Is seeding the World Cup play-offs playing fair?
For every action there is an equal and opposite reaction and for every FIFA marketing slogan there is a subsequent decision that can make fans wonder if world football’s governing body is being serious.
“Fair Play Please” is the current favourite but how, exactly, does that square with the decision to make the European zone World Cup playoffs a seeded affair?
Nowhere in the acres of pre-qualifying regulations was there a suggestion that the playoffs would be seeded but now the good people of Zurich have realised that some of the biggest names in the game could be involved in the November home and away matches, the new rule has been presented as a fait accompli.
So the eight teams in the playoffs will be seeded according to their FIFA ranking — conveniently avoiding the prospect of France playing, say, Portugal and one of the continent’s big guns being forced to miss out.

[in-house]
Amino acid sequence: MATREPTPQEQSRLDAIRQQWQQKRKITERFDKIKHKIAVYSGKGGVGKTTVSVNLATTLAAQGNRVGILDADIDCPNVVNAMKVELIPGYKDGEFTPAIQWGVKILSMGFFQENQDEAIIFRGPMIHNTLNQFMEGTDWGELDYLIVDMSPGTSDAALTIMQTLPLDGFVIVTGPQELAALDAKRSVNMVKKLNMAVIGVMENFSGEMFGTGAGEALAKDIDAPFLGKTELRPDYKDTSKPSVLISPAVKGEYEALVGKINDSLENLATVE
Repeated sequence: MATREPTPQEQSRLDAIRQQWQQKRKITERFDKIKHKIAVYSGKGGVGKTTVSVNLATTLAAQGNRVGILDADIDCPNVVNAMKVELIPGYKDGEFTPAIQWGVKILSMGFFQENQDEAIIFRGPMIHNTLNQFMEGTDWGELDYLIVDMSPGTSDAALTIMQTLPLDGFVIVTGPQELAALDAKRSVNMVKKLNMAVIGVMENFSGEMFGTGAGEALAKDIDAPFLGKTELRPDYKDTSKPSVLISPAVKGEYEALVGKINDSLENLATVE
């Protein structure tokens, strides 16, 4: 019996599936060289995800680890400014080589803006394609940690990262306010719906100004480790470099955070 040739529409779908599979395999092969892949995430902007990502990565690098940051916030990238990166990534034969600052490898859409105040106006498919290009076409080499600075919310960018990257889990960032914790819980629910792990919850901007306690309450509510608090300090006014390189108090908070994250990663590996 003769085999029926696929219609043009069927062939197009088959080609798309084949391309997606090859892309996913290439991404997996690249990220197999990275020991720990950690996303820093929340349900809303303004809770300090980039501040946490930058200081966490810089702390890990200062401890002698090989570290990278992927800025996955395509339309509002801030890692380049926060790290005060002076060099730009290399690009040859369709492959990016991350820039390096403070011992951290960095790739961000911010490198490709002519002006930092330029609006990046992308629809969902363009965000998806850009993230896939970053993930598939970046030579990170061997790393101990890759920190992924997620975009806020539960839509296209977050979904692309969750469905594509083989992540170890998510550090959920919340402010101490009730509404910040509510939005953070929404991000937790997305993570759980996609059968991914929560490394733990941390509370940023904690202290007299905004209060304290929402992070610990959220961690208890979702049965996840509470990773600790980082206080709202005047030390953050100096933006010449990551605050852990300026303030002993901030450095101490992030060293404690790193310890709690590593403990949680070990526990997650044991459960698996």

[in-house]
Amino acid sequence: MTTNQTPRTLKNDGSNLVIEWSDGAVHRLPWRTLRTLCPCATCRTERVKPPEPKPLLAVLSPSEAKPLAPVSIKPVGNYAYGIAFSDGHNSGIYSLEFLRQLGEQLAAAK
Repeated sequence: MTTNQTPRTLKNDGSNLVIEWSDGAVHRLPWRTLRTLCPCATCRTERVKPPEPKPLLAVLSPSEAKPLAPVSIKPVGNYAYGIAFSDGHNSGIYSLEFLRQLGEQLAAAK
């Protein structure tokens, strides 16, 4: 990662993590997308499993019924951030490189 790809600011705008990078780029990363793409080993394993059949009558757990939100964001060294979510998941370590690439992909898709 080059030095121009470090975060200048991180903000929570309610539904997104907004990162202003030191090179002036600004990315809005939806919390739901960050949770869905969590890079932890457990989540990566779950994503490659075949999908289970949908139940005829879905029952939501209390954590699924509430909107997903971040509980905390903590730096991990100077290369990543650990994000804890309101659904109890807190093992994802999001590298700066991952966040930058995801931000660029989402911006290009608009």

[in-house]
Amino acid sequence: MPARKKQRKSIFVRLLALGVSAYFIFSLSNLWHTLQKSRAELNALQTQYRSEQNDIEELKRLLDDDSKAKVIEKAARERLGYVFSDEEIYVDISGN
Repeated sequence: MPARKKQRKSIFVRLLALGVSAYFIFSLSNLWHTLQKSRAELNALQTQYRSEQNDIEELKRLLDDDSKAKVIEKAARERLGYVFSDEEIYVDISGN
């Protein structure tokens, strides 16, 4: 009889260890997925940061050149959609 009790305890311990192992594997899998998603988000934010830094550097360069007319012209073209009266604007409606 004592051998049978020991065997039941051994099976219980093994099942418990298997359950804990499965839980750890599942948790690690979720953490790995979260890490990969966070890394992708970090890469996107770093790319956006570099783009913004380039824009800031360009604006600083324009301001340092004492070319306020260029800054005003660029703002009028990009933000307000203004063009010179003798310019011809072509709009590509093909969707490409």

Unsurprisingly, the decision was not welcomed by the likes of Ireland — into the playoffs but likely to be seeded in the “bottom half”.
Bosnia were too busy celebrating making the playoffs on Saturday to worry about their structure but wouldn’t they be right in thinking they deserve as much a chance of facing, say, Greece or Slovenia as Russia or France?
The nine group winners got their reward in automatic qualification. Shouldn’t the best eight second-place teams (Norway look set to be the unlucky ninth-best runners-up who will miss out altogether) be left to take their chances having, in some cases, overcome tough seeding in the group the first time round to make it this far?
The arrival of bright new teams, and the chance for unfamiliar players to make names for themselves on the biggest stage of all, help keep the World Cup fresh and exciting. If the rules just make it more likely that the Big Boys always make it, the worry must be that the game and the tournament will end up being the loser.
PHOTO: Ireland’s Liam Lawrence reacts after their 2010 World Cup qualifying soccer match against Italy at Croke Park Stadium in Dublin October 10, 2009. REUTERS/Darren Staples